Tuesday, 16 June, 2020

Free the dolphins!; our close encounter with the Sun; the A-League returns; and Tamagotchi’s back.


The Sun:







For the longest time, the operators of a dolphin tourist attraction in Coffs Harbour, on the NSW mid-north coast, have been at loggerheads with local conservationists.

Animal rights activists have long argued that keeping dolphins Zippy, who’s 32, Bella, who’s 15 and Jet, who’s 11, in a concrete pool where they perform for visitors to the park was cruel. The zookeepers have responded for years that because their dolphins were born in captivity – none of them would survive in the wild.

But now the two opposing sides have banded together and proposed a solution they think can work for both parties – not to mention provide a spacious new home for Zippy, Bella and Jet.

They’ve proposed the creation of a sea sanctuary for the dolphins: a large section of the nearby harbour, separated from the ocean by a sea-wall and nets, where the mammals can swim more freely, in more natural surroundings – but still provide the zoo’s operators with an income by performing for tourists. 

It’s estimated the dolphin zoo brings $15 million to the local economy – and has been hit hard by the coronavirus restrictions as visitors to the town have dried up.

Did you know that there’s an organisation that keeps statistics on pretty much every aspect of Australians lives? It’s called the Australian Bureau of Statistics – or ABS,for short – and its latest report has revealed that while we’re all gradually coming out of our COVID-lockdown shells – there are still things, like hopping on a plane and gathering together in large numbers in enclosed spaces, like for a concert, that we’re reluctant to do. Eating in a restaurant, we’re okay with, according to the ABS report compiled in the month of May, and meeting with family and friends got the tick of approval too. The report also found that 86 percent of adults were somewhat comfortable about returning to the work place (surely that’s not right) and 81 percent of parents were ok with sending their kids back to school (sounds more like it).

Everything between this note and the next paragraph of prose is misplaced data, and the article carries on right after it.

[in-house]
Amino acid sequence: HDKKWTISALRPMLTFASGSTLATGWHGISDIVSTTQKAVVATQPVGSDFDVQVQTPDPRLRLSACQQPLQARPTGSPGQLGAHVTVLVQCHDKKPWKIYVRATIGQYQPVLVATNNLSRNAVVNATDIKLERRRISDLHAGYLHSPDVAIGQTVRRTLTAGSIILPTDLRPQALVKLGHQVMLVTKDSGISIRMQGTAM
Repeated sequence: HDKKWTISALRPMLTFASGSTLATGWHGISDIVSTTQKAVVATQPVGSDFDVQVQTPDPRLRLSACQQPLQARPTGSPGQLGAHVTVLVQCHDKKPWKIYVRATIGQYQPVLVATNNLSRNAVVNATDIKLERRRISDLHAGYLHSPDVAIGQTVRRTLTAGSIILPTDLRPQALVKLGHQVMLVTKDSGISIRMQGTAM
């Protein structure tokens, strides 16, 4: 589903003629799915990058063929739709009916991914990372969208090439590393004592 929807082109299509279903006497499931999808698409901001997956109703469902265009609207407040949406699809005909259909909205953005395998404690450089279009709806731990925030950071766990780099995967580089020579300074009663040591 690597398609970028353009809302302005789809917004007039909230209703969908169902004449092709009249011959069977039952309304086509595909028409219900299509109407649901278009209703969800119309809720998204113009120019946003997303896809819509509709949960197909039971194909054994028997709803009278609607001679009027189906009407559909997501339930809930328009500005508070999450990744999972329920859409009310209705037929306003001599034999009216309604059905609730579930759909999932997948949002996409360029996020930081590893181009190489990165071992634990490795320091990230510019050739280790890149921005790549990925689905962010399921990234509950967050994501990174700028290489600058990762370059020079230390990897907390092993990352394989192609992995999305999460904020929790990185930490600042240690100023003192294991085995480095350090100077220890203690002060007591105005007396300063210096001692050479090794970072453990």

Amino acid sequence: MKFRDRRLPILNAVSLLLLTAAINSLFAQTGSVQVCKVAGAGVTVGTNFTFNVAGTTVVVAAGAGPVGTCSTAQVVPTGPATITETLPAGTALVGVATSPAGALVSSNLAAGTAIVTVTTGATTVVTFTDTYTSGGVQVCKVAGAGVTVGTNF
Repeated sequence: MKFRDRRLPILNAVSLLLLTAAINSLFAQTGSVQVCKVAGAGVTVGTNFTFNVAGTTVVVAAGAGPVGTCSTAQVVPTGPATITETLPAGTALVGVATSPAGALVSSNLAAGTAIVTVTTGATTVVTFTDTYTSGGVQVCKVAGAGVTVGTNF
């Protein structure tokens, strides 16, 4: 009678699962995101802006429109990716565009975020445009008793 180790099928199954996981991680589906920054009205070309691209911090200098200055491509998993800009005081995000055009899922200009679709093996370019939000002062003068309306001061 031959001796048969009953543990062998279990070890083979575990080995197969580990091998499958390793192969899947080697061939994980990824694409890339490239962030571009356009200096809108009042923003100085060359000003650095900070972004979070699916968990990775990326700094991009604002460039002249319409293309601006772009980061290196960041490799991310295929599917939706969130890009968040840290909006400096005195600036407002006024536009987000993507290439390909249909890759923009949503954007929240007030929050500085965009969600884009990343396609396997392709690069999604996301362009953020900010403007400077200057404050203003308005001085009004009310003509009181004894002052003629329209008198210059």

Each day we give the world globe a spin and find a news story from wherever it stops .. and today, we’ve landed in … the far reaches of outer space, where a probe launched by the European Space Agency is about to swing by the Sun and take the closest photos of the star that we have ever seen.

Called Solar Orbiter, the space probe has been speeding towards the Sun since it left Earth in February. Today, it will pass the Sun at a distance of some 77 million kilometres – which sounds like a lot, but even at that distance, temperatures are expected to be more than 600 degrees. 

The photos taken will help scientists understand how the Sun behaves, while instruments aboard the craft will measure the solar wind – which is thrown off the Sun all the time. 

But it won’t be the only space probe to be orbiting the Sun. The Americans also have a space craft orbiting the Sun collecting data.